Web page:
In rare cases, programs under FireDaemon Pro control don't operate as expected. FireDaemon Pro's debug log and the Windows Event Log are the first places to look. However, they don't help much in the case of where the program is launched under FireDaemon Pro control successfully, keeps running (i.e. doesn't terminate) yet appears to do nothing (i.e. appears frozen). So what else can we do to understand as much as possible about the program's (bad) behaviour?! This guide will show you how to capture your program's state in order to understand what it is up to.
Where To Start
The first places to start are as follows:
- Check the Windows Event Log. FireDaemon Pro and the operating system both log significant events to the Event Log (e.g. APPCRASH events)
- Enable FireDaemon Pro Debug Logging (see the Logging tab). Set the logging option to Very Verbose. Examine the debug log file to ensure your program is being launched and not getting caught in a crash / restart loop
- If your program emits messages to stdout or stderr, then enable FireDaemon Pro Output Capture (see the Logging tab). Examine the contents of these logs file and look for program launch errors or other issues.
Using External Tools
If the steps above yield no useful information then you will need to interrogate the process itself. Microsoft has two great free tools available to assist you:
You can download both products individually via the links above or download the entire suite.
SysInternals Process Explorer
Process Explorer helps us to get insight into a processes state:
- Does the process do anything at all or is it waiting on something or is the process suspended?
- How much system resources does the process use?
- Which security-related properties does the process have?
- Which user account is the process running as?
- Which handles to system objects does the process hold?
The screenshots below show specific Process Explorer diagnostic information. To do this:
- Start Process Explorer elevated. If started without administrative rights, you can relaunch Process Explorer by selecting File -> Show Details for All Processes
- Ensure that the Upper Pane - the process tree view - shows relevant information by selecting the columns of interest. To do this click select View -> Select Columns then choose columns of interest such as Process, PID, CPU, Private Bytes, Working Set, User Name, Session, Integrity, Image Type etc.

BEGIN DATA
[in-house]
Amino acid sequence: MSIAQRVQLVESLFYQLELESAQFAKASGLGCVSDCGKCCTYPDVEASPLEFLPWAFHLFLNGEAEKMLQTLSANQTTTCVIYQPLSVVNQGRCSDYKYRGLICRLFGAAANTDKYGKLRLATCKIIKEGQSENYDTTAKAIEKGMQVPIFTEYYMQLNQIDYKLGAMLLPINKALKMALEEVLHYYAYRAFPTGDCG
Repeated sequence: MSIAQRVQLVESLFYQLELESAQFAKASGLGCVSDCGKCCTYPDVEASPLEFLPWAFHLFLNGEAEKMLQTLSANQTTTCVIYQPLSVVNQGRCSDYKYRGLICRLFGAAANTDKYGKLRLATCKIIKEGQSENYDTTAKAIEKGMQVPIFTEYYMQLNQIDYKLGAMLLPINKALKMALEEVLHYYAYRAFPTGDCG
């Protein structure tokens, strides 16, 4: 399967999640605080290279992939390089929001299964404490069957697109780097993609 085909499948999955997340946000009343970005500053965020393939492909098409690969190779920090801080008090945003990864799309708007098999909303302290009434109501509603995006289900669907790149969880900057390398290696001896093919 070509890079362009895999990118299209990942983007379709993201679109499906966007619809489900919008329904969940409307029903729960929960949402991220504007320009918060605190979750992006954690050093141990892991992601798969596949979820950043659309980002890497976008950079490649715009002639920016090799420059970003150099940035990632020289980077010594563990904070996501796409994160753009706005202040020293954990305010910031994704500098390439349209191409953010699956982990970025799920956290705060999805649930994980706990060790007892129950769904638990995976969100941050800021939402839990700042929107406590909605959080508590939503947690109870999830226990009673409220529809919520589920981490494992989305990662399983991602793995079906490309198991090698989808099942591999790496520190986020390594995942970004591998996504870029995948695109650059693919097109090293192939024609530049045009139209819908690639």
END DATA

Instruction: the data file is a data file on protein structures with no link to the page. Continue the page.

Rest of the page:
- Ensure that the Lower Pane shows the handles opened by a process
- Navigate to FireDaemon.exe's process tree that launched your program
- Right-click on the subprocess (e.g. BlackwakeServer.exe) and choose Properties to get specific real-time details.
Process Explorer Process Tree Showing FireDaemon Pro Service, Subprocess and Lower Pane
Process Explorer Image Properties
Process Explorer Security Properties
Process Explorer Threads Properties
SysInternals Process Monitor
Process Monitor helps us to get insight into the activities a process performs including:
- Registry activity
- File system activity
- Process / thread activity
- Network activity
Additionally, Process Monitor can be instructed to capture all the above events and the resulting event log can be saved for later investigation. The screenshots below show specific Process Monitor diagnostic information. To do this:
- Start Process Monitor (you will be asked to elevate)
- In the Process Monitor dialog, click on the Filter icon in the toolbar and include the process name(s) of the process to monitor. The process name is the executable's filename (e.g. BlackwakeServer.exe).
- Enable monitoring of Registry, File system, Process and Network activity (File -> Capture Events)
- Start the FireDaemon Pro service running your program. Wait until the problematic condition happens, then save the event trace to file (File -> Save).
Process Monitor Process Activity
What To Send Us For Debugging Purposes
If your program is running abnormally, and you want us to help you, then raise a support ticket and send us as much information as possible about the program you are running under FireDaemon Pro control. Use the tools above as follows:
- Process Explorer: Save the visible panes to a text file via File -> Save As. The columns to select in the process tree should be CPU, Private Bytes, Working Set, User Name, Session, Integrity, Image Type, GDI Objects. Also take screenshots of the Image, Security, Job, Threads, Performance, and TCP/IP tabs from the Properties dialog for the process in question.
- Process Monitor: Once the trace is over, save the trace to a file.
Then bundle these files and images up in ZIP file and attach it to your support ticket.